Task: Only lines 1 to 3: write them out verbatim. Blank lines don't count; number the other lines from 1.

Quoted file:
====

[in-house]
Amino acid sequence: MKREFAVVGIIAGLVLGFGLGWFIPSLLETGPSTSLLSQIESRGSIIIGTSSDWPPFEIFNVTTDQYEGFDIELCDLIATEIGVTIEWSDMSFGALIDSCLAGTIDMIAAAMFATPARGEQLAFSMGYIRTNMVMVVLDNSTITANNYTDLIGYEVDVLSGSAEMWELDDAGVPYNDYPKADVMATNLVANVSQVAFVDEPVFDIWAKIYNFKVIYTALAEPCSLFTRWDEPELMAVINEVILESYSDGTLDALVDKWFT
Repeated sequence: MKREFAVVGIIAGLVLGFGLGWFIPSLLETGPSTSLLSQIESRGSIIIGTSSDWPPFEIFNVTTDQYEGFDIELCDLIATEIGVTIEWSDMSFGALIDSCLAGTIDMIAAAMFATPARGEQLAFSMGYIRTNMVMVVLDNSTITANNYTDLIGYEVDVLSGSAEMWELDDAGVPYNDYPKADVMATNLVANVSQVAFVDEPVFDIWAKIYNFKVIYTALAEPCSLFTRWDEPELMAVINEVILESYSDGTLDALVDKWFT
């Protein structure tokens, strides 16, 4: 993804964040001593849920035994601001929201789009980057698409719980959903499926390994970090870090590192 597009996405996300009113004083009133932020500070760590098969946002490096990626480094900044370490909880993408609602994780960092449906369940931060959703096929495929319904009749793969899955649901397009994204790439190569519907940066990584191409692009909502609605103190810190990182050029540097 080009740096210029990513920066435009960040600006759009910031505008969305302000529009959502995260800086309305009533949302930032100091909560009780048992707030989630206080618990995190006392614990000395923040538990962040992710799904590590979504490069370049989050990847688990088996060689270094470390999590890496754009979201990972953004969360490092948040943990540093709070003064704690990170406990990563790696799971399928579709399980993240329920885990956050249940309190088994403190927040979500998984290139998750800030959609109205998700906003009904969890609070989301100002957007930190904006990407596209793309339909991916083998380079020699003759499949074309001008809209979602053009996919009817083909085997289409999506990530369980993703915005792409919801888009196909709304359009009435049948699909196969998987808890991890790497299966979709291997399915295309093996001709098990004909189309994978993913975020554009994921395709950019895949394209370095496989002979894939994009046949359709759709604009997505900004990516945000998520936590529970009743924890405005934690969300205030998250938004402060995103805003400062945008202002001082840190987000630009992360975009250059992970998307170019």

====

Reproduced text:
[in-house]
Amino acid sequence: MKREFAVVGIIAGLVLGFGLGWFIPSLLETGPSTSLLSQIESRGSIIIGTSSDWPPFEIFNVTTDQYEGFDIELCDLIATEIGVTIEWSDMSFGALIDSCLAGTIDMIAAAMFATPARGEQLAFSMGYIRTNMVMVVLDNSTITANNYTDLIGYEVDVLSGSAEMWELDDAGVPYNDYPKADVMATNLVANVSQVAFVDEPVFDIWAKIYNFKVIYTALAEPCSLFTRWDEPELMAVINEVILESYSDGTLDALVDKWFT
Repeated sequence: MKREFAVVGIIAGLVLGFGLGWFIPSLLETGPSTSLLSQIESRGSIIIGTSSDWPPFEIFNVTTDQYEGFDIELCDLIATEIGVTIEWSDMSFGALIDSCLAGTIDMIAAAMFATPARGEQLAFSMGYIRTNMVMVVLDNSTITANNYTDLIGYEVDVLSGSAEMWELDDAGVPYNDYPKADVMATNLVANVSQVAFVDEPVFDIWAKIYNFKVIYTALAEPCSLFTRWDEPELMAVINEVILESYSDGTLDALVDKWFT